Saturday, October 10, 2020

Balance Exercises Keep You on Your Feet!

Many people worry about losing their cognitive ability as they age, and it is a realistic concern.  As a result, they may watch their diet, get exercise and work crossword puzzles.  What many seniors do not realize, however, is that a serious risk to their memory and brain health is the possibility of falling and hitting their head.

According to the National Council on Aging, one out of every four people over the age of 65 will fall each year.  Every 11 seconds, a senior is treated for a fall in an emergency room.  Every 19 minutes in the United States an older person dies from a fall.  Fall prevention and the protection of your brain from trauma is extremely important for anyone who wants to live a long, healthy life.

Exercises to Improve Your Balance

In the retirement community where we live, balance is a component of nearly every exercise class, whether you are taking yoga, tai chi, or an aerobics class.  One way to prevent falls is to strengthen your muscles and, at the same time, concentrate on your balance.  There are a variety of types of balance exercises which can benefit you, and they can be done easily at home by most healthy adults.

First of all, you do not want to fall while you are doing your balance exercises.  As a result, make sure you have a wall or stable chair near you to help you stabilize yourself as you gain strength.

Stand on one leg - Place your hand on a wall or chair, put your weight on one leg and lift your other foot off the floor. You can tap your foot on the floor ahead of you or to the side. Switch legs. Start with just a half dozen repetitions on each leg.  If you are not comfortable standing on one leg with the other in the air, try putting all your weight on one leg and use the toes on the other foot to maintain your balance.  Eventually, you may be able to stand on one leg while lifting the other a few inches off the floor.

Deep knee bends - In order to strengthen your thighs and calves, put your back against the wall and lower your body until you are in a deep knee bend.  Once you are as low as you can safely and comfortably go, lift your heals off the floor as you straighten your legs and stand back up.  Gradually, this will make your legs stronger and they will be better able to hold you up.  Don't overdo it when you start, because your legs will be sore! You also want to be careful not to go too low at first, so you don't slip, or slide down the wall.

Leg lifts - Strengthen you core muscles by laying on the floor with your hands next to your side.  Slowly raise your legs until they point towards the ceiling; then lower them.  This will strengthen your abdomen and help you maintain your balance.  If you cannot do both legs at the same time, do one at a time or bend your legs while lifting them.  That will take some pressure off your lower back.

Rear leg lifts - Get on all fours on the floor.  Stretch one of your legs behind you and lift it a few times.  Switch legs.  This will help strengthen your back muscles, another muscle group which is important for balance.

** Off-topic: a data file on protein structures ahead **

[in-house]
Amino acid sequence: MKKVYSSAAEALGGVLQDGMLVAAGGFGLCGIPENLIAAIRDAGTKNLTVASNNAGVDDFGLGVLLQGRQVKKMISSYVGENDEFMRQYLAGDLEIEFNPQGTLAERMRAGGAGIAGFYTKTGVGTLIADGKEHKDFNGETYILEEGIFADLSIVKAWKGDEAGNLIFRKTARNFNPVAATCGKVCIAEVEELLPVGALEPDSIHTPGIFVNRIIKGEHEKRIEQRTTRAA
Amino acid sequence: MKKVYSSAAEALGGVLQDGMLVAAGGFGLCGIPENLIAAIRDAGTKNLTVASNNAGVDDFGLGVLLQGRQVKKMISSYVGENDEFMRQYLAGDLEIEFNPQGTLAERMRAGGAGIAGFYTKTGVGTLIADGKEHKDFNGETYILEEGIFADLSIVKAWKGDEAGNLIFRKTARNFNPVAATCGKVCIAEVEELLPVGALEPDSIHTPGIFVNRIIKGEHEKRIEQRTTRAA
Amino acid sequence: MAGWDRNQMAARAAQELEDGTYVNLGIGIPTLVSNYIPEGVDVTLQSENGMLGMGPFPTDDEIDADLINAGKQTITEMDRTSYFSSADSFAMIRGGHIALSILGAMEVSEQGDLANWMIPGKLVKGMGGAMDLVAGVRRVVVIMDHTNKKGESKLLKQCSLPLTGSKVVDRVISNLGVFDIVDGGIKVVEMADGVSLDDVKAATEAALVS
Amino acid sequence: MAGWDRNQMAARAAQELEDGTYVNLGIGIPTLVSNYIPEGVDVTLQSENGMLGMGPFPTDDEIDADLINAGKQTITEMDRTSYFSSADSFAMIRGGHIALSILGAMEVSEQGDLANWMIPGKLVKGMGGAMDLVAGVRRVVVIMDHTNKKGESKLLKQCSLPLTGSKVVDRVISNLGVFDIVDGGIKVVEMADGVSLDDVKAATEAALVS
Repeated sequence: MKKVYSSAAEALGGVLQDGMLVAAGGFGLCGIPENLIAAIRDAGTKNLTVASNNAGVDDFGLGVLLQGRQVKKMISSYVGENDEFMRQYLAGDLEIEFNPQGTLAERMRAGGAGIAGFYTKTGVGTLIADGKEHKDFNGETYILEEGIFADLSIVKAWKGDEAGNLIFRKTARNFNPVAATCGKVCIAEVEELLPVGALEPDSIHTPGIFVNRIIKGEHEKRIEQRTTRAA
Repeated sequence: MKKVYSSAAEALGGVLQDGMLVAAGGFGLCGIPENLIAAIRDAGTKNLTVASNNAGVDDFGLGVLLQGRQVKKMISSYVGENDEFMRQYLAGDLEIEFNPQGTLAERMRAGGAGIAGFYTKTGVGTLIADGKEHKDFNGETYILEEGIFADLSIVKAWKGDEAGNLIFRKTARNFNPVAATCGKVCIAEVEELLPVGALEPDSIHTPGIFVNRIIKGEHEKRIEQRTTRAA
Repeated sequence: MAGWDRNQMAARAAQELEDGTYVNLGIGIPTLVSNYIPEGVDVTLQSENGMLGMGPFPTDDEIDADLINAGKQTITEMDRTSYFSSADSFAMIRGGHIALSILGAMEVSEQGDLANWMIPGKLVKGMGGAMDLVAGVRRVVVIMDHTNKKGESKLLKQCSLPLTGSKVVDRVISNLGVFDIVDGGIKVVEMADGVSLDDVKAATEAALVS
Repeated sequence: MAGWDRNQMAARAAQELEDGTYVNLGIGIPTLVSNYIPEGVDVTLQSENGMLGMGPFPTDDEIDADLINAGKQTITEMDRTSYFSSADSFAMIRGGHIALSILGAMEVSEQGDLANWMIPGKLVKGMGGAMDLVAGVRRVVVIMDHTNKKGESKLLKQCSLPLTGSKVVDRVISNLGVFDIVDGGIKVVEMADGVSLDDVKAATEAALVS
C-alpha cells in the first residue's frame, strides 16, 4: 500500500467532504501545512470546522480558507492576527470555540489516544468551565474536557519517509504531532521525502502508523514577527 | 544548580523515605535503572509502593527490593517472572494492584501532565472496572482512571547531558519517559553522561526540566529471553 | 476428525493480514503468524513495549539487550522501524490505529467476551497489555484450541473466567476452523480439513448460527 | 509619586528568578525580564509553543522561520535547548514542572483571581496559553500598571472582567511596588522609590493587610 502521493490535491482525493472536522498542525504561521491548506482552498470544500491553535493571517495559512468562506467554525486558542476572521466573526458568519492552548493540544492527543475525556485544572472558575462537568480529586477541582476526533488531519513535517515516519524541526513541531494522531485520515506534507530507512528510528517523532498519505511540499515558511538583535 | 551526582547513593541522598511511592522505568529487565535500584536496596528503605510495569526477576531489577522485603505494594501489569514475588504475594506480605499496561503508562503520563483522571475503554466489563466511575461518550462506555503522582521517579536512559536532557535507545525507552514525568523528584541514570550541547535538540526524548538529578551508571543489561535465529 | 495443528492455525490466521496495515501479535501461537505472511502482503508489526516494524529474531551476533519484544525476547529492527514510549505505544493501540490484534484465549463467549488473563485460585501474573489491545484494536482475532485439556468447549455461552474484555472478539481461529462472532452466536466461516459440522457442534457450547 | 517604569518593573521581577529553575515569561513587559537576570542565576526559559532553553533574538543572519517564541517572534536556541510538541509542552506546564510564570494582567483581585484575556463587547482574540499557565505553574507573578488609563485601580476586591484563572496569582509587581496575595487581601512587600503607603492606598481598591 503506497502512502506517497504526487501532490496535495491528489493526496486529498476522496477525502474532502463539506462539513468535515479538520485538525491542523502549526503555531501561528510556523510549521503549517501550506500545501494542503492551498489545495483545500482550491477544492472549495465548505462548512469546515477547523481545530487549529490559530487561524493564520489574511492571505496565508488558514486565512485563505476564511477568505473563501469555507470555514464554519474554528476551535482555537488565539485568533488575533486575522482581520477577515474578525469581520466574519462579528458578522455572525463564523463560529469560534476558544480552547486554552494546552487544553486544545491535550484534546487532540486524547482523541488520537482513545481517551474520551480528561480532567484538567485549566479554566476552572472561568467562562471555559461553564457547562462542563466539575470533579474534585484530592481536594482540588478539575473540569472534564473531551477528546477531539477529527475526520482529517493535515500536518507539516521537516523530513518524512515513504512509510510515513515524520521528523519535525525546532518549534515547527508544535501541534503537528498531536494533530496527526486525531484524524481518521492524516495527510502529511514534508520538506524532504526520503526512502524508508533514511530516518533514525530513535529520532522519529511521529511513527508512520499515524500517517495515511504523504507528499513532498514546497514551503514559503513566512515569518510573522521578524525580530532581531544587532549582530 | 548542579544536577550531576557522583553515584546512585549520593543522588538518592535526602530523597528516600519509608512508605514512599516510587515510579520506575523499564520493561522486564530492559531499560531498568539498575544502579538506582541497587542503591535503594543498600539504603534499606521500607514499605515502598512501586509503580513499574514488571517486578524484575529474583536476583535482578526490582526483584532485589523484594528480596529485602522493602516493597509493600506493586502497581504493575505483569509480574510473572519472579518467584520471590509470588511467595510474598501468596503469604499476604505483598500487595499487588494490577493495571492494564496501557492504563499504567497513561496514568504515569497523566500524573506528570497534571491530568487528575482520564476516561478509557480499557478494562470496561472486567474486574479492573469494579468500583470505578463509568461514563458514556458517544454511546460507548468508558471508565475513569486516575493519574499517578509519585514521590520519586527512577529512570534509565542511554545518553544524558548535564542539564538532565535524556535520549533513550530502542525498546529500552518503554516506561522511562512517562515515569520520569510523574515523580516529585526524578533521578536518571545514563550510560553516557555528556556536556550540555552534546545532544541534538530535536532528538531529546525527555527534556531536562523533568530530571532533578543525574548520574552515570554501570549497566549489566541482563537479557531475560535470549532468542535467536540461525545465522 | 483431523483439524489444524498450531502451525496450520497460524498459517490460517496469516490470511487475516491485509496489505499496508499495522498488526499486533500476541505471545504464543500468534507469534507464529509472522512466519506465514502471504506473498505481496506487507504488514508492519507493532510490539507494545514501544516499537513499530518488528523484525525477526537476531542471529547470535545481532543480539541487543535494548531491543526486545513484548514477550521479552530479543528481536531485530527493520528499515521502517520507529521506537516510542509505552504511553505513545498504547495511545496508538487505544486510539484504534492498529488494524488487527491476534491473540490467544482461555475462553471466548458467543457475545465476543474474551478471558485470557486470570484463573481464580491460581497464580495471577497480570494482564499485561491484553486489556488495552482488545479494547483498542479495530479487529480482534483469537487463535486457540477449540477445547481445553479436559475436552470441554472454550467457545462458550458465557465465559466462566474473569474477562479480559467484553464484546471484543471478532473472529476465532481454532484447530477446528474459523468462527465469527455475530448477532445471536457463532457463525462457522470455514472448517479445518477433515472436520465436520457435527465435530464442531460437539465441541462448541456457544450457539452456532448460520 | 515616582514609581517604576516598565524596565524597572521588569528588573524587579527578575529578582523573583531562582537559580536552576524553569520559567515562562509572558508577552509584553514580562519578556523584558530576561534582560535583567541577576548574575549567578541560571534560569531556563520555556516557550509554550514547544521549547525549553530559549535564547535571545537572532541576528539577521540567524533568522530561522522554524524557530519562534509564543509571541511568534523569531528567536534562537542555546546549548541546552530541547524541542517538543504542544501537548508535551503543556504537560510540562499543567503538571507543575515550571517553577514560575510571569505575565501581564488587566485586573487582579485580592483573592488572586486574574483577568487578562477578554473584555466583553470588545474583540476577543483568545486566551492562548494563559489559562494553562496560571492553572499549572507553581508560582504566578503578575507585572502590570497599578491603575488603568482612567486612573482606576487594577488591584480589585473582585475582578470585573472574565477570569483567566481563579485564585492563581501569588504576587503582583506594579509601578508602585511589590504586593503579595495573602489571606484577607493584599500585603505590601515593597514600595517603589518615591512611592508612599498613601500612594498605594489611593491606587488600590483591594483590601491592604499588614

Stand on your toes - Whenever you are standing around for a few minutes, you can strengthen your legs and improve your balance by doing simple things such as standing on your toes for ten to twenty seconds at a time. Repeat several times a day. Do NOT do this in the shower or on some other slippery surface.  However, it is a great exercise to do while standing in line at the grocery store or waiting for something to heat up in the microwave.  

All of these exercises can be done in a few minutes and should be repeated several times a week.  In this way, you will maintain your strength and reduce your risk of falling.  If you make them part of a regular exercise class or regimen, you are even more likely to stick with them.  Check with your local senior center to see if they offer exercise or balance classes for seniors.  Even during the Covid-19 pandemic, some communities are offering outdoor classes.

Other Ways to Protect Your Brain from Falls
In addition to maintaining your strength, there are also other important ways to protect your brain from falls.  Here are a few reminders:

Do not climb onto chairs, counters or high ladders.  One accident could do irreparable damage to your brain.

Wear a helmet when riding a bicycle, scooter or any similar moving vehicle.  The motion of the vehicle could make it easier for you to lose your balance.

Use a cane or walker if your doctor recommends one.  These devices are designed to prevent falls and keep you moving, even when you are having difficulties with your strength or balance.

Remove rugs, extension cords, or anything else in your home which could cause you to trip and fall.  Put away shoes and packages so they are not sitting where they could cause you to trip.  

Watch where you are going.  It is easy to be distracted when walking your dog or chatting with a friend.  This could cause you to fail to notice a curb, stairs, uneven sidewalk, tree root, or other hazards. Pay attention to what lies ahead as you walk.
You may also want to read a book like "Better Balance for Life: Banish the Fear of Falling with Simple Activities Added to Your Everyday Routine." (Ad) It has many helpful suggestions to reduce your risk of falling.
Remember:  The last thing you want to do is cause your own death or dementia because of a fall.  Being cautious will help keep you safe!

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